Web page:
November 2019

Lately we’ve been hearing a lot about the “next recession”. Huh? A recession? Wherever the “recession” may be happening, it certainly is not something we or our industry seem to be experiencing at the moment. So, the question becomes, how exactly do we know when a recession is around the corner?

The honest answer: Chatter!

You heard right, chatter! Recessions rarely happen because, well, there’s an economic downturn. They generally happen when people talk themselves into it. Here is how the process begins…

News organizations begin to loosely toss the word around, whether its bound in sound data or not. Businesses hear the chatter and begin talking about it around the water cooler. And suddenly, the self-fulfilling prophecy starts to kick in. Hard to believe that just talking about a recession can have a self-fulfilling affect, but the truth is, we’ve watched this scenario play out over and over again during past decades.

Generally speaking, most (not all) recessions have been sparked by chatter generated by news organizations, perhaps with no factual support to make such an assertion. The first media outlet (perhaps politically motivated) will test the waters by telling their viewers that the real possibility of a recession looms. Not to be outdone, a second, then third, and fourth news outlet starts mentioning similar possibilities, and quickly noise levels regarding a recession heighten. The chatter.

Within a week or two, you’ll begin to see businesses react; they begin to go into protection mode in case the inevitable actually happens. Like a light switch being turned off, suddenly the talk of expansions and increased hiring slow down, travel and offsite meetings are curtailed, raises and bonuses are reconsidered, and BOOM, WE ARE IN A RECESSION. Just like that! With the exception of post 9-11, we have watched this scenario play out time after time after time.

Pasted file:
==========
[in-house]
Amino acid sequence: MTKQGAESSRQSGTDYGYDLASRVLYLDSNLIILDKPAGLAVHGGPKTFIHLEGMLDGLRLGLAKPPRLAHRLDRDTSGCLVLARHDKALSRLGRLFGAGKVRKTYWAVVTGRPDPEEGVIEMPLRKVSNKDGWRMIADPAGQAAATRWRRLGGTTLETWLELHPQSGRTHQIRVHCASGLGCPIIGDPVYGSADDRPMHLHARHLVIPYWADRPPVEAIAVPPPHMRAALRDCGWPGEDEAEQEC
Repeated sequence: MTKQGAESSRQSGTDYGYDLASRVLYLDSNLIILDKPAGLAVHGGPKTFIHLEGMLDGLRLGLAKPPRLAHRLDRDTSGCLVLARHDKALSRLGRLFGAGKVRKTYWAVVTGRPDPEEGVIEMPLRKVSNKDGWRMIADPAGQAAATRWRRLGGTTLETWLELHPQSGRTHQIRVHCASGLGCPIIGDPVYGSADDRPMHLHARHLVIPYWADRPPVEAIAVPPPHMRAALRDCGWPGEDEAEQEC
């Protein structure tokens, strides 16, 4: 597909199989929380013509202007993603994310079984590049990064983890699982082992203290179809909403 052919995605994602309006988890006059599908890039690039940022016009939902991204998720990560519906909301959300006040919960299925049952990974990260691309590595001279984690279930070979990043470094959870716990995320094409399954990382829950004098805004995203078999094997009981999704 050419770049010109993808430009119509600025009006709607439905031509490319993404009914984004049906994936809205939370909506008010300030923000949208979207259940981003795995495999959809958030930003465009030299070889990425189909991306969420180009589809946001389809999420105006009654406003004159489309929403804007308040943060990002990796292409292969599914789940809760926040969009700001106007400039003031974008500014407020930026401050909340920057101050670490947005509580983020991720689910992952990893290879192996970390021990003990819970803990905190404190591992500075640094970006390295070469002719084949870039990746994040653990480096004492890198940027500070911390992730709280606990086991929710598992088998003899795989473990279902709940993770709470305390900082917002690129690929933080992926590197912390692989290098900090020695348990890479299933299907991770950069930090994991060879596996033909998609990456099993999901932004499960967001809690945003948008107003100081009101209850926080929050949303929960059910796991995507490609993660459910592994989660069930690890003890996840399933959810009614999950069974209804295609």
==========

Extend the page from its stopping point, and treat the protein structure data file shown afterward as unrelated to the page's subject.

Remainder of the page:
The truth is, the media can completely shut down a roaring economy if they choose to.

“I think the biggest risk is that we talk ourselves into a downturn and we talk about it so much that we end up with a self-fulfilling prophecy,” Julia Chatterley, an anchor and correspondent for CNN International, says. “I do think there is a tendency, perhaps, for certain aspects of the financial media to be very alarmist.” Myles Udland, a markets reporter at Yahoo Finance, agrees. “People are weaponizing pretty benign economic data, which is leading to a lot of irresponsible bullshit in the business media world,” he says. “You call up an economist and you ask, ‘Do you think there is going to be a recession?’ And they are going to say something like, ‘It is possible in the next 18 months.’ So, your story is, like, economists say it is possible,” he explains. “If enough people just say the word ‘recession,’ then people start getting worried about a recession. The public sentiment around recession is influenced by the media, and that’s a very dangerous thing to get wrong.

Reality: the market can move a ton, but the economy doesn’t change overnight. Just because there is a bad day in the market - or one month of bad data - doesn’t mean there is a reason to run out and start talking about how bad our economy is – especially when it is actually really good. Yet, just the chatter has grave impact. It is a bit scary that the media has that much power.

In response to recent volatility in the stock market, rising prices (and declining yields) for U.S. Treasury bonds, and difficulties in the trade relationship between the United States and China, some pundits and politicians began forecasting a recession in the U.S., timed to coincide with the 2020 presidential election – how convenient is that, right? Are there people out there who actually want the economy to tank, the American people and businesses to suffer, in order to gain power in Washington? We’ll let you answer that question.

So, what should we do when we hear the chatter?

Listen, but verify.

Do not use a news jockey as your forecaster. Take a deep breath. Look at the economic numbers yourself, plus the forecasting, and make some decisions based on that.  And yes, watch those around you, because unfortunately if they drink the Kool-Aid, you will be impacted.

What has been your experience? Would love to know.

Joe Bouch

CEO, 78Madison